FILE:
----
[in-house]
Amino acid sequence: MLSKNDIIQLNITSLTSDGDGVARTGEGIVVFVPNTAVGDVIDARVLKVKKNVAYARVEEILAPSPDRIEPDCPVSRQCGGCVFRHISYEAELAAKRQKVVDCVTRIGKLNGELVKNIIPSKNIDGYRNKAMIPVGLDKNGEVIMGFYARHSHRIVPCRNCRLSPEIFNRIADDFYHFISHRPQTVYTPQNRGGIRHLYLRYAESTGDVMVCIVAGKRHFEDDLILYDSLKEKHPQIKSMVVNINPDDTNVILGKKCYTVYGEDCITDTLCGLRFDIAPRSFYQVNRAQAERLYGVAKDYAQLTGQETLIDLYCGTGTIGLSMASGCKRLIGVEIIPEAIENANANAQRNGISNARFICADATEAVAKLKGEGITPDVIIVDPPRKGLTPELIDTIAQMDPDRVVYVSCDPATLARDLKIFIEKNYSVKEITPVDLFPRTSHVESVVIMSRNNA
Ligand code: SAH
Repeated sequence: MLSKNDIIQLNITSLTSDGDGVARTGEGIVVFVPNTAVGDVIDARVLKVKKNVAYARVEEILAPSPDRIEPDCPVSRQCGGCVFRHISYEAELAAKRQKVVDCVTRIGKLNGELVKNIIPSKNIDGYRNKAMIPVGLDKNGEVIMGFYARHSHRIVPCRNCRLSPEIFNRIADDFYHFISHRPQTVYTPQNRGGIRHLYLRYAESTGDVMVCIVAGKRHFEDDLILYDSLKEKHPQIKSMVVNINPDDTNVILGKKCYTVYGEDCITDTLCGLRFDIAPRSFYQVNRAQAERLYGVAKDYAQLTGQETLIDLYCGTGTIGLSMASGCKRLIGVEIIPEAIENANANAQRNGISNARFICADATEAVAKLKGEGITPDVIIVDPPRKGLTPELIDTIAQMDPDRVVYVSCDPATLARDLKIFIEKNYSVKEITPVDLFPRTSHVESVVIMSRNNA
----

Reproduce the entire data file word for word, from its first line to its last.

[in-house]
Amino acid sequence: MLSKNDIIQLNITSLTSDGDGVARTGEGIVVFVPNTAVGDVIDARVLKVKKNVAYARVEEILAPSPDRIEPDCPVSRQCGGCVFRHISYEAELAAKRQKVVDCVTRIGKLNGELVKNIIPSKNIDGYRNKAMIPVGLDKNGEVIMGFYARHSHRIVPCRNCRLSPEIFNRIADDFYHFISHRPQTVYTPQNRGGIRHLYLRYAESTGDVMVCIVAGKRHFEDDLILYDSLKEKHPQIKSMVVNINPDDTNVILGKKCYTVYGEDCITDTLCGLRFDIAPRSFYQVNRAQAERLYGVAKDYAQLTGQETLIDLYCGTGTIGLSMASGCKRLIGVEIIPEAIENANANAQRNGISNARFICADATEAVAKLKGEGITPDVIIVDPPRKGLTPELIDTIAQMDPDRVVYVSCDPATLARDLKIFIEKNYSVKEITPVDLFPRTSHVESVVIMSRNNA
Ligand code: SAH
Repeated sequence: MLSKNDIIQLNITSLTSDGDGVARTGEGIVVFVPNTAVGDVIDARVLKVKKNVAYARVEEILAPSPDRIEPDCPVSRQCGGCVFRHISYEAELAAKRQKVVDCVTRIGKLNGELVKNIIPSKNIDGYRNKAMIPVGLDKNGEVIMGFYARHSHRIVPCRNCRLSPEIFNRIADDFYHFISHRPQTVYTPQNRGGIRHLYLRYAESTGDVMVCIVAGKRHFEDDLILYDSLKEKHPQIKSMVVNINPDDTNVILGKKCYTVYGEDCITDTLCGLRFDIAPRSFYQVNRAQAERLYGVAKDYAQLTGQETLIDLYCGTGTIGLSMASGCKRLIGVEIIPEAIENANANAQRNGISNARFICADATEAVAKLKGEGITPDVIIVDPPRKGLTPELIDTIAQMDPDRVVYVSCDPATLARDLKIFIEKNYSVKEITPVDLFPRTSHVESVVIMSRNNA